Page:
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Hops from North Bend farm’s glory days make for a tasty pint

By Stuart Miller
SnoValley Star
Locally grown hops on tap in the Snoqualmie Valley, as link back to the Valley's hops growing heritage.

 

It won’t be “last call” for locally flavored ale thanks to a group of volunteers who spent Labor Day picking Meadowbrook hops, the wild descendants of hops from what was once described as the largest hop farm in the world.

The aromatic green buds, remnants from the 19th-century Snoqualmie Hop Ranch, still grow around the 460-acre Meadowbrook Farm Preserve in North Bend, with vines winding around any structure or plant they can grip on to.

Some hop vines climb the tall wooden posts outside the interpretive center. Other vines wind up tree trunks and weave their way through blackberry bushes around the preserve.

Volunteers powered through thorn bushes to reach hop-heavy vines in the thicket, using ladders to clear narrow paths. Vines growing up the timbers next to the interpretive center were cut by volunteers on ladders. Loaded hop vines were worth the extra effort they took to reach, as the fruits of the labor will end up in a uniquely local batch of beer.

While some homebrewers have known about and picked the hops for many years, Snoqualmie Falls Brewing Company started using the wild hops in special batches only four years ago.

Currently in his mid-80s, Dave Olson, a board member for the Meadowbrook Farm Preserve, was climbing ladders, carrying hop-filled baskets and getting deep into some blackberry thickets during the harvest. His son Alan and wife Betty were also there, climbing, cutting and picking. Dave Olson plays bridge with Pat Anderson, part owner of the Snoqualmie Falls Brewing Company, and helped Anderson get on board with the idea of using Meadowbrook hops in a beer batch.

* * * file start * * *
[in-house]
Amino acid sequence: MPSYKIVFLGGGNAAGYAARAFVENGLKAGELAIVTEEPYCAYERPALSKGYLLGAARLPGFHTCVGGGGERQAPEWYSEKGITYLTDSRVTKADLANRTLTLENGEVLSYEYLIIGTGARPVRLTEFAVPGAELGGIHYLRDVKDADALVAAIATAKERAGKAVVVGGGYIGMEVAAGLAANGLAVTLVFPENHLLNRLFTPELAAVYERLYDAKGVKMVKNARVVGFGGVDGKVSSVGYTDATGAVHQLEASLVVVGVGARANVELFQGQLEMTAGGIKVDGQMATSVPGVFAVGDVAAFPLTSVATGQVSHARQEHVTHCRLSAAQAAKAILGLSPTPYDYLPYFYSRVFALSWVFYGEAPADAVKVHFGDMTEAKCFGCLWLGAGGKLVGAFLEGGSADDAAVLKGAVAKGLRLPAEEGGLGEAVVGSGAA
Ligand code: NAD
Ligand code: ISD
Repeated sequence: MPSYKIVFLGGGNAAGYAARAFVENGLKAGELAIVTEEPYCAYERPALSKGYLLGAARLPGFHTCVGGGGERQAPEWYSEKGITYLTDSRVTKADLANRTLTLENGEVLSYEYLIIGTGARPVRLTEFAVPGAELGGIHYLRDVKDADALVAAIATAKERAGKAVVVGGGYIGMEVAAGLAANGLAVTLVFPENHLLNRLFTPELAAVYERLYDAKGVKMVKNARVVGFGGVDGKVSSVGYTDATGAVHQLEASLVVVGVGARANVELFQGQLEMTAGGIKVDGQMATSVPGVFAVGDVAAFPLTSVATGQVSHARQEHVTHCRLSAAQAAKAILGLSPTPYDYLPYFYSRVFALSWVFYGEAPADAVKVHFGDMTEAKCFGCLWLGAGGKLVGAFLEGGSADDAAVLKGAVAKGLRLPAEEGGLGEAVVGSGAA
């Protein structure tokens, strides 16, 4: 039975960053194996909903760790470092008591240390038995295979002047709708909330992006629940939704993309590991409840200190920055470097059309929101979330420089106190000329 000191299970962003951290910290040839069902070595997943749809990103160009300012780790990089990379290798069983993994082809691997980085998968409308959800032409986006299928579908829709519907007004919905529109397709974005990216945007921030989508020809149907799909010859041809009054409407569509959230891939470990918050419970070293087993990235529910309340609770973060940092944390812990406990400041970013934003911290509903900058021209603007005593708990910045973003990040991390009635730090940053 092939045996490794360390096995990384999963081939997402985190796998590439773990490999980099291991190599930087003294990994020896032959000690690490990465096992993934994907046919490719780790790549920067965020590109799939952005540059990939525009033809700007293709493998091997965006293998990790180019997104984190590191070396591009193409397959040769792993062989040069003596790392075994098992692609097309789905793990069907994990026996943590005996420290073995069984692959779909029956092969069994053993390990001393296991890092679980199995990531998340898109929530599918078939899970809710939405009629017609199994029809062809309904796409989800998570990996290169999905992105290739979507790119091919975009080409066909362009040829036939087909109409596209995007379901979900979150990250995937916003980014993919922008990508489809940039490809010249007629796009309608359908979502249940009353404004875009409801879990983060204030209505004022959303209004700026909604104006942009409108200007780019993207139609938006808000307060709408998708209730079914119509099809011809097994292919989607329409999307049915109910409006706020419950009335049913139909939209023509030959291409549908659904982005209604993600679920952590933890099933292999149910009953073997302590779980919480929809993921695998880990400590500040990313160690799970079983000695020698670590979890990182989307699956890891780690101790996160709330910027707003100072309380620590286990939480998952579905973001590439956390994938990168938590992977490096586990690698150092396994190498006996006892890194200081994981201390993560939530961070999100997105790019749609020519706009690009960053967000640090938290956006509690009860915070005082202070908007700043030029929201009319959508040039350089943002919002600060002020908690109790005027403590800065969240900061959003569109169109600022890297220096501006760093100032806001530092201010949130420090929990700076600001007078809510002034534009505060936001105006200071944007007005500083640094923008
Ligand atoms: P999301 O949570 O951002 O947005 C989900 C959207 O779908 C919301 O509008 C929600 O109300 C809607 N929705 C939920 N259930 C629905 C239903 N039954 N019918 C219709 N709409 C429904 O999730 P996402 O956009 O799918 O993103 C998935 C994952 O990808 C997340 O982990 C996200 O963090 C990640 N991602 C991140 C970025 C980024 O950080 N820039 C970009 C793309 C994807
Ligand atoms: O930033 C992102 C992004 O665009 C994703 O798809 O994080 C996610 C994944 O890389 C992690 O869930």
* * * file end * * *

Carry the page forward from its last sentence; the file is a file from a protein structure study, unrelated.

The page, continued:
In 2012, volunteers brought the first load of Meadowbrook hops to the brewery. The inexperienced pickers had made some mistakes so that the crop needed to be picked through again, Dave Olson said. The workers at the brewery were ready to scrap the hops rather than pick through them, but Anderson asserted, “We are making Meadowbrook ale this year. Get to work,” Dave Olson recalled with a laugh. They’ve made the beer three out of four years since then.

Meadowbrook’s volunteers worked the old-fashioned way. They cut hop vines down and ran fingers along each vine looking for green hops that were about three-quarters of an inch or larger. They snapped off the keepers into baskets and boxes and piled up the harvested vines.

Very few, if any, commercial hop-growing operations still hand-pick hops, said Ann George, executive director of the Hop Growers of America.

That was not the case at Snoqualmie Hop Ranch while it was operating. Though it was once one of the most productive hop farms in the world, it would not live to see the mechanization of hop harvesting in the post-prohibition era.

After hop crops in Europe were wiped out by pest infestations in the 1860s, Western Washington farmers stepped in to fill the worldwide demand.

The Snoqualmie Hop Ranch, located in the fertile prairie above the falls between Mount Si and Rattlesnake Ridge, started in 1882.

Hop-growing operations at Snoqualmie Hop Ranch ceased by 1900, and aphid infestations destroyed the industry west of Cascades completely by 1910.

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